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US wind goals attainable on previously disturbed lands

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A new study finds that there is plenty of already disturbed land in the US to meet the 20% by 2030 goal for wind energy production.  Noting that habitat fragmentation is a key issue that can slow wind development, the researchers took a state-by-state approach that looked at both disturbed landscapes and wind resources, to see whether there is enough disturbed land (farmland, oil and gas fields, roads) on which to build out our wind future.

The answer: clearly yes. In fact, there’s enough disturbed land to build more than ten times the number of turbines needed.  While some states, including Maine, California, Pennsylvania, and Michigan, don’t have enough undisturbed land to meet their goals, many others have far more potential capacity than needed (see chart). “A disturbance-focused development strategy would avert the conversion of ~2.3 million hectares of undisturbed lands relative to the unconstrained scenario in which development is based solely on maximizing wind potential….Agriculture and oil and gas make up the vast majority of the disturbed lands identified in our analysis, such that removal of other disturbed lands would not qualitatively change our results. However, we believe that ridges surrounding abandoned surface mines and areas adjacent to existing roads also constitute disturbed areas where wind energy development should be considered.”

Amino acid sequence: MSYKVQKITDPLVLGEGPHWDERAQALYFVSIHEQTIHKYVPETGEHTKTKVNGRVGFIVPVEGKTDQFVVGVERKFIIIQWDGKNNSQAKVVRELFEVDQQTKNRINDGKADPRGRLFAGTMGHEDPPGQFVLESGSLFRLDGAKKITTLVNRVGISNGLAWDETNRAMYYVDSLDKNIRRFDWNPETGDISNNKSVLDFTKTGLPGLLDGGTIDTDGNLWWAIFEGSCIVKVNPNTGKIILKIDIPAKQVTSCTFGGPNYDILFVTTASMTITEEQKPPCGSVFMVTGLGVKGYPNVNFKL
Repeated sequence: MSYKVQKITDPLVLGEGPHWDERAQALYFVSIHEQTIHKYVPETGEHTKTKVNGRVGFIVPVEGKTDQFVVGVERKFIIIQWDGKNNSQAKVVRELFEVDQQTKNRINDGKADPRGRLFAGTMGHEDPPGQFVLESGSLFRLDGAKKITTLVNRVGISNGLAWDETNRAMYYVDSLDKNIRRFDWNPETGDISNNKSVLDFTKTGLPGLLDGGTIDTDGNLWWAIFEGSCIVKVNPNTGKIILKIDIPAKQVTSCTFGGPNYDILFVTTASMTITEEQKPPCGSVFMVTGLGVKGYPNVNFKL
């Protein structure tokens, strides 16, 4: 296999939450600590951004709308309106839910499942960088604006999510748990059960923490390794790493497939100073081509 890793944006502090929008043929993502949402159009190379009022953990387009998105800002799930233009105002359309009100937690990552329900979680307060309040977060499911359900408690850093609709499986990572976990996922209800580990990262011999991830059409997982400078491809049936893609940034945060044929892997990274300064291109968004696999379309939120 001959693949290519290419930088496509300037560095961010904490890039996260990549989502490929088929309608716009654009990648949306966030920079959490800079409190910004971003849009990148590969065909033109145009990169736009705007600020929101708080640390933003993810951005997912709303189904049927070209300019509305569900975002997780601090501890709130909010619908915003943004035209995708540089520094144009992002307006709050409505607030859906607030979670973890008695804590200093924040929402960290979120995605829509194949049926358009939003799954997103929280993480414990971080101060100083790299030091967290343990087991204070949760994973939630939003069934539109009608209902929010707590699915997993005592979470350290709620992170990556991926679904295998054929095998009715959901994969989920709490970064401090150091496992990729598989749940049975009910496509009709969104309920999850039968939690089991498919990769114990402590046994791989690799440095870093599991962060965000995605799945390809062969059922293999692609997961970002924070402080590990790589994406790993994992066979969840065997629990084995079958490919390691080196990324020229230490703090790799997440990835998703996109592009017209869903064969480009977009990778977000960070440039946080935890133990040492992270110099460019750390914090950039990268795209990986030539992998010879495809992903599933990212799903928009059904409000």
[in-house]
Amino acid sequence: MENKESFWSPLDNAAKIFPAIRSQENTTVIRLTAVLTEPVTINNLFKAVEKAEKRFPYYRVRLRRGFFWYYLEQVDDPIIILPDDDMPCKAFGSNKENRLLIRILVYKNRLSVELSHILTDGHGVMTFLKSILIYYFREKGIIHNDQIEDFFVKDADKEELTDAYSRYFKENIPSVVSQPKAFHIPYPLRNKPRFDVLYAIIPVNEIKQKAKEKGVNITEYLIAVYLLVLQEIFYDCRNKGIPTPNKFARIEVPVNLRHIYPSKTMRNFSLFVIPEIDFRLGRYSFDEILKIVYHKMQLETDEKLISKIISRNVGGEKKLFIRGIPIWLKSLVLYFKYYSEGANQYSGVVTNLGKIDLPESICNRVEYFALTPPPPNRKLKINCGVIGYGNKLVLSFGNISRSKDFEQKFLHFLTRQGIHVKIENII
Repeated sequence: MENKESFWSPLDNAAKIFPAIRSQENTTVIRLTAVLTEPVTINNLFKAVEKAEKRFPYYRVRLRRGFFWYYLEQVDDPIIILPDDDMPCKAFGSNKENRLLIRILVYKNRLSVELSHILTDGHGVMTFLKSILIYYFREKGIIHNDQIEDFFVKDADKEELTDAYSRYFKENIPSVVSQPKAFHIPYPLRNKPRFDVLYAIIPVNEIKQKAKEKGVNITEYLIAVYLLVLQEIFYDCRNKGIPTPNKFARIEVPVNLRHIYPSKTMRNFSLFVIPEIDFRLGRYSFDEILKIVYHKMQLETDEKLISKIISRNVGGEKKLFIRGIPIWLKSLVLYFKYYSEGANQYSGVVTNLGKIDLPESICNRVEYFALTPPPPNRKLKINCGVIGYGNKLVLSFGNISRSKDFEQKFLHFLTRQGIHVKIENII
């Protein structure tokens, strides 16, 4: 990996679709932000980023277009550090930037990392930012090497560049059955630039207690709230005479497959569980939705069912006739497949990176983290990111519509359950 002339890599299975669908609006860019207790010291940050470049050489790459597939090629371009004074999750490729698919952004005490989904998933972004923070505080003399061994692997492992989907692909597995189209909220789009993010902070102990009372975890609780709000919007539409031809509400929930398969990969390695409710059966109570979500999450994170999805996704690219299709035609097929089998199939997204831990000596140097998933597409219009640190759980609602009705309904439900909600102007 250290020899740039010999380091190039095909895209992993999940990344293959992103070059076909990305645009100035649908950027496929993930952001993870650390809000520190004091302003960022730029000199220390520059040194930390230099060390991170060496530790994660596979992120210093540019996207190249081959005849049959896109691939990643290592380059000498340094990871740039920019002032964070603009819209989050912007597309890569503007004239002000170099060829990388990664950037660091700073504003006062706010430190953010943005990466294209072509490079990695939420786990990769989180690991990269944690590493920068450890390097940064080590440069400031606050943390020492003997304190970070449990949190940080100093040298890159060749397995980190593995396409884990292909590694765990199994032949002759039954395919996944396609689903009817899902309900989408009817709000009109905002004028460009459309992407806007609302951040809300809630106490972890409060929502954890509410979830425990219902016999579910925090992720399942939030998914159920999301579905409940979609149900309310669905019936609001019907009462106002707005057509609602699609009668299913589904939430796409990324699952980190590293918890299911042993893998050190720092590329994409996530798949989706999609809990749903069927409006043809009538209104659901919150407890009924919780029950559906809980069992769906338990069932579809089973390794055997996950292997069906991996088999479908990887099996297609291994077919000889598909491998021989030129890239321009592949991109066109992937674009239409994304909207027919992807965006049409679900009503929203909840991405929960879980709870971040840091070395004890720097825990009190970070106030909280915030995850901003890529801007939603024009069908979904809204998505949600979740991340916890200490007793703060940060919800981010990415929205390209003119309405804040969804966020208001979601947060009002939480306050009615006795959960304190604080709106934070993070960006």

The researchers also note that “Placing turbines on disturbed lands may also benefit the expansion of transmission lines and associated infrastructure that will be critical to facilitate wind development. Because disturbed lands are already in areas of high road and transmission line density, they may ease the development of new or expanded transmission capacity. “

While their analysis focused on ground-based conservation needs, and so it is likely that some areas of bird and bat migration would need to be excluded from their disturbed-land analysis, there is enough extra potential capacity to easily move in this direction. What’s needed, they authors suggest, is policies that make it cheaper to build in disturbed land and more expensive to build on pristine land, which “could improve public value for both wind energy and biodiversity conservation.”

Read full paper online here.

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